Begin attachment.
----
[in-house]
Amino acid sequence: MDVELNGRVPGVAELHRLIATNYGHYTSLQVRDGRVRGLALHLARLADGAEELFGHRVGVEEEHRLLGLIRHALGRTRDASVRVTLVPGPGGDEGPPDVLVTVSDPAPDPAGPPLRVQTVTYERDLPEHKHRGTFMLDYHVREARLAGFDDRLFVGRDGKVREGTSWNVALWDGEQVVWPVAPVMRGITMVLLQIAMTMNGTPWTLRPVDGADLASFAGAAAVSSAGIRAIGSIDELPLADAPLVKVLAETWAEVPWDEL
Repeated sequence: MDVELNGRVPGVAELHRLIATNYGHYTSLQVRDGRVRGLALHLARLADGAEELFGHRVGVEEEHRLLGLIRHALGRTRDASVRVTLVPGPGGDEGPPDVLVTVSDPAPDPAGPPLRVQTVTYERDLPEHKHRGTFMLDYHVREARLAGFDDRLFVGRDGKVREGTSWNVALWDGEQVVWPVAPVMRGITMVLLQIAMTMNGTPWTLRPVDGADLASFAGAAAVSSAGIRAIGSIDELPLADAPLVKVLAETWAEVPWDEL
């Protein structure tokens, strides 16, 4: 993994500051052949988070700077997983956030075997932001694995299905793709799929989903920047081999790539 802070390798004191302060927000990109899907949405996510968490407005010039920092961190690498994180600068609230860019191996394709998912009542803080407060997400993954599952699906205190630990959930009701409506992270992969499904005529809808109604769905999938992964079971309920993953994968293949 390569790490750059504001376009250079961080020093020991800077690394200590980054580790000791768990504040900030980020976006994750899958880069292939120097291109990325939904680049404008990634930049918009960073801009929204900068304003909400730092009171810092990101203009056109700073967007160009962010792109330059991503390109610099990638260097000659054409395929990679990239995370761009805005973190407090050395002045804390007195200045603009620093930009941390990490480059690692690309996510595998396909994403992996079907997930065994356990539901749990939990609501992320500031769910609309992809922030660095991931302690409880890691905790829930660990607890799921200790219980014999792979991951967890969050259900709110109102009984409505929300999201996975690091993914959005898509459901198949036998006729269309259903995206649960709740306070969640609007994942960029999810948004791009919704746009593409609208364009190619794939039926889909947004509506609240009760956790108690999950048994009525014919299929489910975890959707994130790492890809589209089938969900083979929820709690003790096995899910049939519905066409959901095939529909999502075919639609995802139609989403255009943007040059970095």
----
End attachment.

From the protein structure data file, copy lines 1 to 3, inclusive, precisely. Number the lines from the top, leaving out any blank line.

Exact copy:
[in-house]
Amino acid sequence: MDVELNGRVPGVAELHRLIATNYGHYTSLQVRDGRVRGLALHLARLADGAEELFGHRVGVEEEHRLLGLIRHALGRTRDASVRVTLVPGPGGDEGPPDVLVTVSDPAPDPAGPPLRVQTVTYERDLPEHKHRGTFMLDYHVREARLAGFDDRLFVGRDGKVREGTSWNVALWDGEQVVWPVAPVMRGITMVLLQIAMTMNGTPWTLRPVDGADLASFAGAAAVSSAGIRAIGSIDELPLADAPLVKVLAETWAEVPWDEL
Repeated sequence: MDVELNGRVPGVAELHRLIATNYGHYTSLQVRDGRVRGLALHLARLADGAEELFGHRVGVEEEHRLLGLIRHALGRTRDASVRVTLVPGPGGDEGPPDVLVTVSDPAPDPAGPPLRVQTVTYERDLPEHKHRGTFMLDYHVREARLAGFDDRLFVGRDGKVREGTSWNVALWDGEQVVWPVAPVMRGITMVLLQIAMTMNGTPWTLRPVDGADLASFAGAAAVSSAGIRAIGSIDELPLADAPLVKVLAETWAEVPWDEL